Eli Ridder | Report

An alliance of campus groups and the Young Liberals hosted a rally on Wednesday at the University of Guelph against the significant changes to student financial life made by the Ontario government last week.

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Rally Sign / Eli Ridder

Former Liberal education minister and Member of Provincial Parliament Liz Sandals criticized the changes, which will include a 10 per cent tuition price cut, less grants in the Ontario Student Assistance Program and optional student fees starting in August.

Sandals, who previously represented Guelph at Queen’s Park, said it was her, MPP Deb Matthews and ex-premier Kathleen Wynne who orchestrated the OSAP overhaul that came into effect in the fall of 2017 that gave free tuition for some 200,000 students.

These changes — the Ontario Student Grant program — came with more grants so that more students could go to post-secondary institutions for less in Ontario. However, this was wiped off the table by Premier Doug Ford last Thursday.

Representatives from the campus Liberals and New Democrats also spoke out against the changes at the rally along with the Central Student Association’s Vice President of External Affairs Kayla Weiler. A representative of Guelph’s MPP spoke as well.

There were some 30 students that watched the speakers, however, there were hundreds streaming by as they made their way through the University Centre. The campus Young Liberals initiated the event and brought in keynote speaker Sandals.

The province announced the changes on Jan. 17, the second time in two years there will be major changes to how students apply and receive a mixture of grants and loans from the Ontario Student Assistance Program, among other student life altercations.

Link: 10 Major Changes by the Ontario Government

The second-in-charge of the post-secondary institutions file, told The Avro Post on Friday that the Ontario government is “putting students first”, and giving those enrolled freedom with the “Student Choice Initiative” — which are optional student fees.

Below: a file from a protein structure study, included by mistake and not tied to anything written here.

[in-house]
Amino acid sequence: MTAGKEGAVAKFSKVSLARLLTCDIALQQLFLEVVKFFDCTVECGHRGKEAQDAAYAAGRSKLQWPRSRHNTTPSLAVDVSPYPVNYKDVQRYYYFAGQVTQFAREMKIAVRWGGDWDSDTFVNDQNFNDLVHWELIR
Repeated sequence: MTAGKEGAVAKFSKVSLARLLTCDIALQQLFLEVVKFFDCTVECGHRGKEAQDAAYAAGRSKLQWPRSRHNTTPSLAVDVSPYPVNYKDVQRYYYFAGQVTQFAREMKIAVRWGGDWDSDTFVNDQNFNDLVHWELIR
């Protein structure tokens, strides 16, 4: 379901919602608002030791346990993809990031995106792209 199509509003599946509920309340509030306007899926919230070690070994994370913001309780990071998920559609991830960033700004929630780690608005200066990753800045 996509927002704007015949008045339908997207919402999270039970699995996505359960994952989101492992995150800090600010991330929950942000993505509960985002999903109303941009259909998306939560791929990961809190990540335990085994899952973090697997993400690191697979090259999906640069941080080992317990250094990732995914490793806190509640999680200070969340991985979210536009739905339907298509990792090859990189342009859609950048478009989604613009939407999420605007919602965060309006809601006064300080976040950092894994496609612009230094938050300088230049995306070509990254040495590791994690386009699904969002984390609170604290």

Student unions, including the University of Guelph’s CSA and the University of Guelph-Humber and Humber College’s IGNITE have railed against the optional student fees, saying it threatens their democratic government, clubs and some services.

MPP David Piccini, parliamentary secretary to the education minister, said that dental and health services are “essential” and therefore would remain funded. CSA Vice President Weiler said that the current fees allowed certain services to remain affordable.


‘Show up, unite, fight back’

Vice President Weiler, who an elected representative for students at the University of Guelph, said that students will be the “victims” of the provincial changes, saying that students united are stronger and can vouch for more publicly-funded education.

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Weiler On Stage / Eli Ridder

Weiler described an effort by the CSA, the student union for Guelph, to bring together student leadership across the province to protest and attempt to halt grant cuts and the optional student fees initiative, which she says will harm unions and clubs on campus.

“We need to work together. We need to stand united. We can’t fight against each other over the scraps that are left from the government. If we put in the effort we will see results. Show up, unite, fight back,” she told The Avro Post.

Weiler confirmed that IGNITE was included in the advocacy effort, saying that unions are not going “to work in silos” and that executives are “trying to make this a province-wide effort” — adding that Guelph-Humber students are free to reach out to the CSA.


Initial story — more details to follow. Images from The Avro Post

Written by Eli Ridder

Eli Ridder is a freelance journalist. He founded The Avro Post in October 2017. He writes for Breaking911 and Guelph Politico, among others. Feel free to connect at ELIRIDDER@ICLOUD.COM or at ELIRIDDER.CA

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